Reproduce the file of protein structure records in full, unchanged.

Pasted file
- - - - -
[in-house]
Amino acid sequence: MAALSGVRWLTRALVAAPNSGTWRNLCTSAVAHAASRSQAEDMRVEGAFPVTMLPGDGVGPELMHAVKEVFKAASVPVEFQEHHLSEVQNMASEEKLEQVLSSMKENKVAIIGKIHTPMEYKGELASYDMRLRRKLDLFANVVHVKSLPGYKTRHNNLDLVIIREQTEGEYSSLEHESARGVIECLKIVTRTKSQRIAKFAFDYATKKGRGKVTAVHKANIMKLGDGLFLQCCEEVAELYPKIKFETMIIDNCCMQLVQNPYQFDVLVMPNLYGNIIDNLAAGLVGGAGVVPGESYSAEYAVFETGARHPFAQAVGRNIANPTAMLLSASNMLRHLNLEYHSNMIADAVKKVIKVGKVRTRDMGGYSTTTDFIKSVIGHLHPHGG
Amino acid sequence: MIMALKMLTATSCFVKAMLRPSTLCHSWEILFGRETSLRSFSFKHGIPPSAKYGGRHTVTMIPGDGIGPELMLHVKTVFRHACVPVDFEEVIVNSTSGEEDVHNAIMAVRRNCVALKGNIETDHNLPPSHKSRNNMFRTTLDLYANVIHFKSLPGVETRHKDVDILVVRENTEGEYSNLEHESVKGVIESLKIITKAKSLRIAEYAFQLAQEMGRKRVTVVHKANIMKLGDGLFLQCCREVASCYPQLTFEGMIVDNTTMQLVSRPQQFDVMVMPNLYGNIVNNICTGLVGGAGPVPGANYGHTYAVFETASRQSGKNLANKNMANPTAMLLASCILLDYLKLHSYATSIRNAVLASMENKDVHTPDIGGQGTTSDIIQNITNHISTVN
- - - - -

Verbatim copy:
[in-house]
Amino acid sequence: MAALSGVRWLTRALVAAPNSGTWRNLCTSAVAHAASRSQAEDMRVEGAFPVTMLPGDGVGPELMHAVKEVFKAASVPVEFQEHHLSEVQNMASEEKLEQVLSSMKENKVAIIGKIHTPMEYKGELASYDMRLRRKLDLFANVVHVKSLPGYKTRHNNLDLVIIREQTEGEYSSLEHESARGVIECLKIVTRTKSQRIAKFAFDYATKKGRGKVTAVHKANIMKLGDGLFLQCCEEVAELYPKIKFETMIIDNCCMQLVQNPYQFDVLVMPNLYGNIIDNLAAGLVGGAGVVPGESYSAEYAVFETGARHPFAQAVGRNIANPTAMLLSASNMLRHLNLEYHSNMIADAVKKVIKVGKVRTRDMGGYSTTTDFIKSVIGHLHPHGG
Amino acid sequence: MIMALKMLTATSCFVKAMLRPSTLCHSWEILFGRETSLRSFSFKHGIPPSAKYGGRHTVTMIPGDGIGPELMLHVKTVFRHACVPVDFEEVIVNSTSGEEDVHNAIMAVRRNCVALKGNIETDHNLPPSHKSRNNMFRTTLDLYANVIHFKSLPGVETRHKDVDILVVRENTEGEYSNLEHESVKGVIESLKIITKAKSLRIAEYAFQLAQEMGRKRVTVVHKANIMKLGDGLFLQCCREVASCYPQLTFEGMIVDNTTMQLVSRPQQFDVMVMPNLYGNIVNNICTGLVGGAGPVPGANYGHTYAVFETASRQSGKNLANKNMANPTAMLLASCILLDYLKLHSYATSIRNAVLASMENKDVHTPDIGGQGTTSDIIQNITNHISTVN